On the 8th of November 2012, the West Midlands Public Health Observatory (WMPHO) released an update of the Older People’s Health and Wellbeing Atlas. The interactive mapping tool presents data about the 65+ population of England, using directly standardised rates per 100,000.
As the population ages, the health and wellbeing of older people and the provision of services to meet their needs becomes increasingly important. The updated Atlas can be used to identify deficits in the health and care of older people and to highlight large variations between local authorities across England
The Atlas contains over 100 indicators relevant to the health and wellbeing of older people. New indicators for November 2012 include current and projected population; current and projected dependency ratios; hospital admissions due to falls; hip fractures; excess winter deaths index and; registered blind.
The dependency ratio (the number of people of state pension age and over as a percentage of the working population age) is significantly higher than the England average in all District/Boroughs other than Warwick and generally performance on all other indicators is mixed. Within each District/Borough there are indicators which are significantly different to the England average (note that all rates refer to those aged 65+ and not the whole population).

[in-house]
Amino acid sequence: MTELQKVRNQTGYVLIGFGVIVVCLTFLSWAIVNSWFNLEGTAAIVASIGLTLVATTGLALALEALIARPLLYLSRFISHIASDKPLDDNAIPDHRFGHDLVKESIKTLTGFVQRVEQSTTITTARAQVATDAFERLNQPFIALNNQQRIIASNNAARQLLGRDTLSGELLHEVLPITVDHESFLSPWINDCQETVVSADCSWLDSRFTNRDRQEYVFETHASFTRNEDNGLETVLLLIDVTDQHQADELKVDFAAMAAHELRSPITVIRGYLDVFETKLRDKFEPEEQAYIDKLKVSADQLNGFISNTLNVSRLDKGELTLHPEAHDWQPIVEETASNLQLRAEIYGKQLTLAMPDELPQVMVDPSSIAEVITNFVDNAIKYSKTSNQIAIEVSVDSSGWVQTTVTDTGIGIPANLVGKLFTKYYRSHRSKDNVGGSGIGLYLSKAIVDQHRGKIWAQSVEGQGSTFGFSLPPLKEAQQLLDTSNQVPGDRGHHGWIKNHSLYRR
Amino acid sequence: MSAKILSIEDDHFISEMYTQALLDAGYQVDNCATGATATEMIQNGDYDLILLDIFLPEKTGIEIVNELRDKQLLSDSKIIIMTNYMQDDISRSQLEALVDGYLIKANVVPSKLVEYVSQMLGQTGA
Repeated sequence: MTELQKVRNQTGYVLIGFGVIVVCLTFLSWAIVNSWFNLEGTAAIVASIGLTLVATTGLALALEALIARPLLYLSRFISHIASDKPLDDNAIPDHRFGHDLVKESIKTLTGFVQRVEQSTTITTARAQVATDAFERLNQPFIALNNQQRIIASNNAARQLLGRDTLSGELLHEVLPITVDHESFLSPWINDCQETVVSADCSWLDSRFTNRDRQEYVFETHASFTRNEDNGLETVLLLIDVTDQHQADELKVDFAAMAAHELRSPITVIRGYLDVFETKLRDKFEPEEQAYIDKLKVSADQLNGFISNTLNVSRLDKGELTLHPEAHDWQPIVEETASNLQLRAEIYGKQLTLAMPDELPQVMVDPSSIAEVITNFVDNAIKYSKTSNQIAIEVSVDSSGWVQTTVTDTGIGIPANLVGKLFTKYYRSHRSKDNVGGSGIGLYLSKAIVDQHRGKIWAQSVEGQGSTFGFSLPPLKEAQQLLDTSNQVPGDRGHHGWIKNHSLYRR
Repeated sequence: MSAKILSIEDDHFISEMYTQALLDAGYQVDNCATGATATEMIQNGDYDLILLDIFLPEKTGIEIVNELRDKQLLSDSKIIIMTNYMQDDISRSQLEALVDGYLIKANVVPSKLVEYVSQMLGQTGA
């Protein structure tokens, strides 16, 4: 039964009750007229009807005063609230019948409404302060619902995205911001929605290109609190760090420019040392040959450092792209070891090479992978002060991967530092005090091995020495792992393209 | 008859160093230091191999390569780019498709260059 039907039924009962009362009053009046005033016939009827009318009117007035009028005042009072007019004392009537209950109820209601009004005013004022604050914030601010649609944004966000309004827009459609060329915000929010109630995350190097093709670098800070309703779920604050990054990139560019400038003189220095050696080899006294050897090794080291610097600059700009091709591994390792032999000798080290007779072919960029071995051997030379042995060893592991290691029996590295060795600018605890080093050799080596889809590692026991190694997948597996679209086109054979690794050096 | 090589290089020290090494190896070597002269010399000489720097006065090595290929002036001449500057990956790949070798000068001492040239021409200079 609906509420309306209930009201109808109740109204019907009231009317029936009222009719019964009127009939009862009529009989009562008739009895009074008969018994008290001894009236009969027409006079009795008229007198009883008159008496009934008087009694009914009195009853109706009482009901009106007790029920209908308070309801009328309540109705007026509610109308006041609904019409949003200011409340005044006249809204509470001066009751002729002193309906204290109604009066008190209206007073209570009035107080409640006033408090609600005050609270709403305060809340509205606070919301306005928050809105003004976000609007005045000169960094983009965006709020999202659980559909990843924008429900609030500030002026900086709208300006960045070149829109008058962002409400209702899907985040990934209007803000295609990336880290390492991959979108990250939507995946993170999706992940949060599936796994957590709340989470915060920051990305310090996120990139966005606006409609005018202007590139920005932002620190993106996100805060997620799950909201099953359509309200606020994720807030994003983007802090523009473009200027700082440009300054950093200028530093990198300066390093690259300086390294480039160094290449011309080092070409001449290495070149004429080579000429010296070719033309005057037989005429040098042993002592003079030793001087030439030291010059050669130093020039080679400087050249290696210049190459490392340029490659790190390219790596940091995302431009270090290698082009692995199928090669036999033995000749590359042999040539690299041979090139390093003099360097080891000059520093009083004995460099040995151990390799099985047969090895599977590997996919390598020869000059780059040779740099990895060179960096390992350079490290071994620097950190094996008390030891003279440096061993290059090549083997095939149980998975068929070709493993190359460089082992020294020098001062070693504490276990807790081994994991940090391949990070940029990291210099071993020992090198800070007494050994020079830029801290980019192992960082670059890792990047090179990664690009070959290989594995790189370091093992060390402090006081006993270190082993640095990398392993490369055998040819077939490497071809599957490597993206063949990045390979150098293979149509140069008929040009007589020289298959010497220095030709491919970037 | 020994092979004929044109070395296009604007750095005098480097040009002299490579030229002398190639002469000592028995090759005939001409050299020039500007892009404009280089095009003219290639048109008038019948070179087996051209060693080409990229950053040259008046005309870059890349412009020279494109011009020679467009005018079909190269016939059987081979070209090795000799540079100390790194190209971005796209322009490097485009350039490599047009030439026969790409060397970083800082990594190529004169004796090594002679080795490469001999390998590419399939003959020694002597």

In North Warwickshire the mortality rate from stroke and Chronic Obstructive Pulmonary Disease (COPD) is significantly worse than the England, whilst the rate of emergency hospital admissions due to falls is significantly better. Nuneaton & Bedworth Borough has significantly worse rates for disability free life expectancy at 65 and worse rates for revision hip replacement. The Borough performs significantly better than the England average for the numbers of all hospital admissions.
Rugby Borough performs significantly better on mortality rates from heart disease and significantly worse for all respiratory mortality rates, whilst Stratford-on-Avon District performs significantly better on all falls, and all mortality rates for respiratory diseases, heart disease and COPD. Warwick District has significantly lower fall rates than the England average, but significantly worse rates for heart disease mortality.